I followed the news back in the 1970s, and I remember that then-President Carter proposed a system of government health insurance that would cover everyone but just for top-dollar health needs — prolonged hospitalization, etc.  Don’t know what the proposal’s kick-in point would have been, what dollar figure. The idea was that no one would have to go bankrupt because of health costs, but they might still be paying a lot to the family doctor or the pharmaceutical companies. 
Kennedy and Carter were circling around each other because Carter sucked at being president and Kennedy thought he might take the job from him. When Carter pushed for catastrophic care, Kennedy pushed for universal care. A lot of Democrats laughed at Carter’s proposal as warmed-over Republicanism. What a silly name too — “catastrophic” health care insurance, boy, that must be some lousy insurance.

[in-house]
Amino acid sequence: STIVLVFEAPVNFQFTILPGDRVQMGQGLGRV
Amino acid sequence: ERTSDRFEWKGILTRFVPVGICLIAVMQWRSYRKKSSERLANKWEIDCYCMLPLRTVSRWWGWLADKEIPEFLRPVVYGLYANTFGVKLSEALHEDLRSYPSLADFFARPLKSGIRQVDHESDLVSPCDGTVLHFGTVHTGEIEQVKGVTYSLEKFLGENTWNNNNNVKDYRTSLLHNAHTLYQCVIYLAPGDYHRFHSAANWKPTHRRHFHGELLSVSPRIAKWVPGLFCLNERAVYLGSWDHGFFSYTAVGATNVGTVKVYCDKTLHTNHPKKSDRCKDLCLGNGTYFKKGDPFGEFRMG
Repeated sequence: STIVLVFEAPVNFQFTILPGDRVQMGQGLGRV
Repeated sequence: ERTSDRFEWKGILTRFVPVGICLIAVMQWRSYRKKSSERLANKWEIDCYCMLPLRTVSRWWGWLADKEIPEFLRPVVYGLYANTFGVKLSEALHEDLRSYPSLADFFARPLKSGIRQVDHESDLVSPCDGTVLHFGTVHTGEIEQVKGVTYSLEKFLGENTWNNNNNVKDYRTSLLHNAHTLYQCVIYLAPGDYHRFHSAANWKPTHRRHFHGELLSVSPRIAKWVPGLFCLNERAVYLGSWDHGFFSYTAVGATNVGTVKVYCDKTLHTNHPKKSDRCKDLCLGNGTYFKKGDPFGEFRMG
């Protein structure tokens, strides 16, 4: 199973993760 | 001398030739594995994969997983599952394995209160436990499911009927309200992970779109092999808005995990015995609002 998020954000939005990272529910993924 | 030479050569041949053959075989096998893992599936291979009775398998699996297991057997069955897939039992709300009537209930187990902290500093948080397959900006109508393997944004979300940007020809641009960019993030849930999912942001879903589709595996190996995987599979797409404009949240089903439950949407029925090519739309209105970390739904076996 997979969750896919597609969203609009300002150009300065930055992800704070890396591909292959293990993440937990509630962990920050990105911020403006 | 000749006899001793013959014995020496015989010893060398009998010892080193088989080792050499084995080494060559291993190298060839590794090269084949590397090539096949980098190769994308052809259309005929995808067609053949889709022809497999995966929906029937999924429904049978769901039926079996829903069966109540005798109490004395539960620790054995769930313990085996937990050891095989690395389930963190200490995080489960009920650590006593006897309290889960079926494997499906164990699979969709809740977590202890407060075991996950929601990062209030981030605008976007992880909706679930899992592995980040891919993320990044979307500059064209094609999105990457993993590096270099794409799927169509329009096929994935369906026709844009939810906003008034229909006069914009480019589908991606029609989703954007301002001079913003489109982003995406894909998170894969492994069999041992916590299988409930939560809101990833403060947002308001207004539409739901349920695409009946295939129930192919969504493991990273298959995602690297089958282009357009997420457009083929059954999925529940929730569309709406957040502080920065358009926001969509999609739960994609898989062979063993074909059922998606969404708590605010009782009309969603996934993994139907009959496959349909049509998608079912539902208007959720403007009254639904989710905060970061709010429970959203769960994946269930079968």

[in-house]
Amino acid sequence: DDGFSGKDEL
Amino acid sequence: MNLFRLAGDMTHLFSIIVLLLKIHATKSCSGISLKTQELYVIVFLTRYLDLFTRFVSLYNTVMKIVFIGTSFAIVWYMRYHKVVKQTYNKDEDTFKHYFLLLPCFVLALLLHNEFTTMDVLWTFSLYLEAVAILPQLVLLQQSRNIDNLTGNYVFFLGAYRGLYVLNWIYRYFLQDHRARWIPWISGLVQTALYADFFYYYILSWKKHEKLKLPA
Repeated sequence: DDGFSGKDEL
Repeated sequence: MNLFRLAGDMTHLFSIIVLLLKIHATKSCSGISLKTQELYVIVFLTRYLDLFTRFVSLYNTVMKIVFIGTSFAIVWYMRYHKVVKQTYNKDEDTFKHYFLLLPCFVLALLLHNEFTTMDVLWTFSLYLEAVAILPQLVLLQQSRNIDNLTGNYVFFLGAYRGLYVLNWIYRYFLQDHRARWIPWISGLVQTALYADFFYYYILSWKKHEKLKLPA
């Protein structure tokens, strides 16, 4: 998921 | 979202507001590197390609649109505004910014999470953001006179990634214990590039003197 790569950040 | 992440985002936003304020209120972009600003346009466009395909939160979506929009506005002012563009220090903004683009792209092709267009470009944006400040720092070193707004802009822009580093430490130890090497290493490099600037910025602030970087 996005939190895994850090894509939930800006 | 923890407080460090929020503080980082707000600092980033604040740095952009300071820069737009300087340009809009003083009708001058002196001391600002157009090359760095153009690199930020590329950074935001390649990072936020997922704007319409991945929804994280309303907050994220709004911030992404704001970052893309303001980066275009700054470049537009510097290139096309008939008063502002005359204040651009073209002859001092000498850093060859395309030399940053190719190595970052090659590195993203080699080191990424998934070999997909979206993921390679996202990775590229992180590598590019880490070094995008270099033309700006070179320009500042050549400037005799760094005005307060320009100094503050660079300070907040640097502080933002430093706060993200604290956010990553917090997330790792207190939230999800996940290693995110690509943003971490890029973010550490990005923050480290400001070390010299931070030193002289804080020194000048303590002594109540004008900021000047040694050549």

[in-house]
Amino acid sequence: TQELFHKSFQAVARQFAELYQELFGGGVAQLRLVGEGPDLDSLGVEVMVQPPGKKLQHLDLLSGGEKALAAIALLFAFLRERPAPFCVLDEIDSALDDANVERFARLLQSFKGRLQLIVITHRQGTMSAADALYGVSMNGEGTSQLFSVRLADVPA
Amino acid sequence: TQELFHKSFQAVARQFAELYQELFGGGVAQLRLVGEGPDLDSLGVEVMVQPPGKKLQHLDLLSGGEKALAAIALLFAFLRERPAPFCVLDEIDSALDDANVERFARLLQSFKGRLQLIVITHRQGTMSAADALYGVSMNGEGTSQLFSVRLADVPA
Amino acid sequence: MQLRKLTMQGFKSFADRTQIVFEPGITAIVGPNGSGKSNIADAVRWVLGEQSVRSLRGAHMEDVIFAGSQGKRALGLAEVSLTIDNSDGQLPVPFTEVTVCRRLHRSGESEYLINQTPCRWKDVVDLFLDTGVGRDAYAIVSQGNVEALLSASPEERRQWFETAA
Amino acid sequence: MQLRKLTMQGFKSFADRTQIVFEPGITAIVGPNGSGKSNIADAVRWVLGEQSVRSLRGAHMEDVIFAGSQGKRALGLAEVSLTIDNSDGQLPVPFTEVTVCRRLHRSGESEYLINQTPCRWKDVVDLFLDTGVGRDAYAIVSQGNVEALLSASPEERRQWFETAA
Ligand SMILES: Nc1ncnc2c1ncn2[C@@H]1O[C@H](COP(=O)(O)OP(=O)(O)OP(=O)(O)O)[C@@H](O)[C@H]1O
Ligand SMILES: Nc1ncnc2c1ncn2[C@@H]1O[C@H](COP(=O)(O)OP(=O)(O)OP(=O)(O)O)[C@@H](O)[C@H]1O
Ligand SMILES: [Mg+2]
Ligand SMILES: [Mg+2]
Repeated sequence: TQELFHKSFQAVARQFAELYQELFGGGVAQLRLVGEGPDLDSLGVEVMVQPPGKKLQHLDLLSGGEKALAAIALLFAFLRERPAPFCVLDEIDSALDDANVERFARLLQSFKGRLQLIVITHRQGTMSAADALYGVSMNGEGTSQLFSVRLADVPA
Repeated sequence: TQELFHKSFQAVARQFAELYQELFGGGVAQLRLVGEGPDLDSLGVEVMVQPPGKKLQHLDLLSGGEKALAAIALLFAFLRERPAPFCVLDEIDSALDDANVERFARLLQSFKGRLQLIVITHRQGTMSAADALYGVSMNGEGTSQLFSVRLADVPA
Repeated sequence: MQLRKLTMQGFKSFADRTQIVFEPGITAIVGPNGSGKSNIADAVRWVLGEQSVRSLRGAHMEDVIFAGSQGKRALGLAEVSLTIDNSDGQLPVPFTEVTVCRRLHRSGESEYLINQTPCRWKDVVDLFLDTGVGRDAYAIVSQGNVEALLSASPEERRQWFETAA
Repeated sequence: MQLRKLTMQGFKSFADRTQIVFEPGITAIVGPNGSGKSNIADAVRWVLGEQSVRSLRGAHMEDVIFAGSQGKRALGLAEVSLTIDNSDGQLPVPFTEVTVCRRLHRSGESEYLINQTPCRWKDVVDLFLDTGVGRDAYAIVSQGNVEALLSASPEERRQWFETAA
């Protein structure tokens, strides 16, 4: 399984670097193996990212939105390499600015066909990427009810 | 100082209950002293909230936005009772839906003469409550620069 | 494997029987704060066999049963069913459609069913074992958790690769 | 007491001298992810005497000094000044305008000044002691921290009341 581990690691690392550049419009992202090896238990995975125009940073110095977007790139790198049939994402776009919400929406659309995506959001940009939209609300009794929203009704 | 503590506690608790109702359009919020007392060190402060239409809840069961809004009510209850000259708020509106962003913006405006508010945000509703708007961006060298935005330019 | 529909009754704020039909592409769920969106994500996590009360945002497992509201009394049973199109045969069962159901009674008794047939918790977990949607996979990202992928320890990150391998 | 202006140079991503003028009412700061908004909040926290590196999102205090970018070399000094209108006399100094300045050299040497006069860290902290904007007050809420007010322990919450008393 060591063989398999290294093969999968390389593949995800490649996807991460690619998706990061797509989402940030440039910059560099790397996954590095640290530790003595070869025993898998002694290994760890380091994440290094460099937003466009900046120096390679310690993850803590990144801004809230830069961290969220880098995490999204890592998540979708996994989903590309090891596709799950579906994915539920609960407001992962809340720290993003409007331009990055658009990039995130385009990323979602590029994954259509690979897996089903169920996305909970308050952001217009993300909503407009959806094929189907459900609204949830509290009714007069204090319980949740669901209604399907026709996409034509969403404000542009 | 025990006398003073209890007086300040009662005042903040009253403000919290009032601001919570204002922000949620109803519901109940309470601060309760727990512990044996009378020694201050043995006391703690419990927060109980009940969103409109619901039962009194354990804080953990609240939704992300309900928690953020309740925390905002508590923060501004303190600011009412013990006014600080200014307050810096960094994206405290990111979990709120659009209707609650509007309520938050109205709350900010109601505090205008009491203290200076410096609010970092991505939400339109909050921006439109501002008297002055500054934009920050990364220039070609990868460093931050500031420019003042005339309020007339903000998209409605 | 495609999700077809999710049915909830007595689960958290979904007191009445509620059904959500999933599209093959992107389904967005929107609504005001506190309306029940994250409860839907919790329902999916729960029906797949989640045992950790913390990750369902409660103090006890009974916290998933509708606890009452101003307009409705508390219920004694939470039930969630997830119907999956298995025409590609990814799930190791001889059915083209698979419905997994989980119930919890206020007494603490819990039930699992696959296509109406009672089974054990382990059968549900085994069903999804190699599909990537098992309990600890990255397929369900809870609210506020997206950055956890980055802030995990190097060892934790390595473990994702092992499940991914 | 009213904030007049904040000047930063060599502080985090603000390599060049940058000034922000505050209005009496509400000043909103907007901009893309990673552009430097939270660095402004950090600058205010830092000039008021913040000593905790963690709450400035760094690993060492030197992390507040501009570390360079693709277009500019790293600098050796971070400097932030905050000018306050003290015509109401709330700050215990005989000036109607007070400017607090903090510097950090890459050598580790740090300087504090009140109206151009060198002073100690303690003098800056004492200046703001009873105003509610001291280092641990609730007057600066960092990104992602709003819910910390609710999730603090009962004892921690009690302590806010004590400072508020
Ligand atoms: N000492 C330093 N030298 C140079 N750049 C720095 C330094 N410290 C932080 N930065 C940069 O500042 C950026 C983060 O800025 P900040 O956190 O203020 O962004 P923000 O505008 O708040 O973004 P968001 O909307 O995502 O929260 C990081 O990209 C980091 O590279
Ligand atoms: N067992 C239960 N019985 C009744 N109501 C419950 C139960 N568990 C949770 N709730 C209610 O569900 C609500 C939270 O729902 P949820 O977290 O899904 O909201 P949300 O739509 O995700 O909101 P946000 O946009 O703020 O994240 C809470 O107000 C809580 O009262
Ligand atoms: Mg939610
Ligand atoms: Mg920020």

Too bad we don’t have catastrophic care now. But Carter’s proposal died, as usually happened with Carter proposals, and Kennedy’s proposal got nowhere, as was very frequently proving the case for liberal proposals during the late 1970s. And soon enough we had Reagan, and now people are still going bankrupt because of their hospital bills.
I guess Kennedy did a lot behind the scenes to advance good causes. Legislative work is highly technical and also tends to have incremental ends. Judging somebody’s value at the work isn’t possible unless you have a lot of knowledge and a nuanced sense of what counts as a worthwhile result. People who know Congress have said for decades that Kennedy did good work and accomplished worthwhile things. Okay, fine.
But in the late 197os we had a chance to take a step forward, and Kennedy got in the way instead of making it happen. It’s too bad.